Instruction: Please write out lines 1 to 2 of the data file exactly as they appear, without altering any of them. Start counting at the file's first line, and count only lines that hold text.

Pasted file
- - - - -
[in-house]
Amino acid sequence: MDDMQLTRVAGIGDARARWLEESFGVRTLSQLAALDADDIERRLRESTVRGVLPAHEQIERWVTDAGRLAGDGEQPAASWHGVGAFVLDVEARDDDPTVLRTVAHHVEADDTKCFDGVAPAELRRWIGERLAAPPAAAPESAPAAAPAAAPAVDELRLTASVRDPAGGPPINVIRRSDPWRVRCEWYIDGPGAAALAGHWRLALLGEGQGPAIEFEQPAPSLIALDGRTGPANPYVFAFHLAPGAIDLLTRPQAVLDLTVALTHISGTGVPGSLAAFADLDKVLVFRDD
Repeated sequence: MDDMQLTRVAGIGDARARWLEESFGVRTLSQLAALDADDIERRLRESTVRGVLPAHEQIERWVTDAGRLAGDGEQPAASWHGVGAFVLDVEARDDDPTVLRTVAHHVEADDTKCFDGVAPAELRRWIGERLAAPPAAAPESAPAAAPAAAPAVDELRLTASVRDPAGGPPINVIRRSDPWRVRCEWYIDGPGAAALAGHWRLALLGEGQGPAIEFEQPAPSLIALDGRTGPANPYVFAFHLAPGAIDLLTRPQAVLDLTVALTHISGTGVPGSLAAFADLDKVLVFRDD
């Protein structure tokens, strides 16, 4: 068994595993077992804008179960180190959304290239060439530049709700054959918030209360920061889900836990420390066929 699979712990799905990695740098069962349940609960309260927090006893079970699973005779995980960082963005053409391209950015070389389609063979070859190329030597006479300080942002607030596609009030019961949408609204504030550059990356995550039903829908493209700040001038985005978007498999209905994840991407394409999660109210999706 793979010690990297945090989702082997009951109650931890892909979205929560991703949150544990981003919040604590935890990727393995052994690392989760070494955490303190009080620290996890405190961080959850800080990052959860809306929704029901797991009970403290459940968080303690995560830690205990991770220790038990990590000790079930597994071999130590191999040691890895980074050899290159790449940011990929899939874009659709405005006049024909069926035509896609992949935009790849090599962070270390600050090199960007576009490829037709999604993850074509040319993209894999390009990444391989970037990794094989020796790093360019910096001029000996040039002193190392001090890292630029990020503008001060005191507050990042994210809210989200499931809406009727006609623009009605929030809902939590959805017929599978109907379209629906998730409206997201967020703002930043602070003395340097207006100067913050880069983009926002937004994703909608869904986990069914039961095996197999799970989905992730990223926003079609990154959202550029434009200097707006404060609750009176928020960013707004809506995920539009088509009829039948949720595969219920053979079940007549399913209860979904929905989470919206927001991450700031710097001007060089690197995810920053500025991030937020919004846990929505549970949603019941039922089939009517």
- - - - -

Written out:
[in-house]
Amino acid sequence: MDDMQLTRVAGIGDARARWLEESFGVRTLSQLAALDADDIERRLRESTVRGVLPAHEQIERWVTDAGRLAGDGEQPAASWHGVGAFVLDVEARDDDPTVLRTVAHHVEADDTKCFDGVAPAELRRWIGERLAAPPAAAPESAPAAAPAAAPAVDELRLTASVRDPAGGPPINVIRRSDPWRVRCEWYIDGPGAAALAGHWRLALLGEGQGPAIEFEQPAPSLIALDGRTGPANPYVFAFHLAPGAIDLLTRPQAVLDLTVALTHISGTGVPGSLAAFADLDKVLVFRDD